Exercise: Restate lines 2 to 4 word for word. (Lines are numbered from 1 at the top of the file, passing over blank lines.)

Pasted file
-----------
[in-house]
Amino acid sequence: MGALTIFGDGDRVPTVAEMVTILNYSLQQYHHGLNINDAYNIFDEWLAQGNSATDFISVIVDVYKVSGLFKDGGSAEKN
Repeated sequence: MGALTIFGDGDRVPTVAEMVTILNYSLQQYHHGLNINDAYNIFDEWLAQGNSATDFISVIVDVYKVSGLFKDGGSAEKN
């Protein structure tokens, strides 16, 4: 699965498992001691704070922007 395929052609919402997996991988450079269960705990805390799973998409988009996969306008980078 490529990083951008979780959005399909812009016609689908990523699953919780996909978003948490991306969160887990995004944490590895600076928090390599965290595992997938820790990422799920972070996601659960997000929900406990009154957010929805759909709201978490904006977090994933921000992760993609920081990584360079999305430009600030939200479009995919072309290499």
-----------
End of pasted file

Amino acid sequence: MGALTIFGDGDRVPTVAEMVTILNYSLQQYHHGLNINDAYNIFDEWLAQGNSATDFISVIVDVYKVSGLFKDGGSAEKN
Repeated sequence: MGALTIFGDGDRVPTVAEMVTILNYSLQQYHHGLNINDAYNIFDEWLAQGNSATDFISVIVDVYKVSGLFKDGGSAEKN
């Protein structure tokens, strides 16, 4: 699965498992001691704070922007 395929052609919402997996991988450079269960705990805390799973998409988009996969306008980078 490529990083951008979780959005399909812009016609689908990523699953919780996909978003948490991306969160887990995004944490590895600076928090390599965290595992997938820790990422799920972070996601659960997000929900406990009154957010929805759909709201978490904006977090994933921000992760993609920081990584360079999305430009600030939200479009995919072309290499």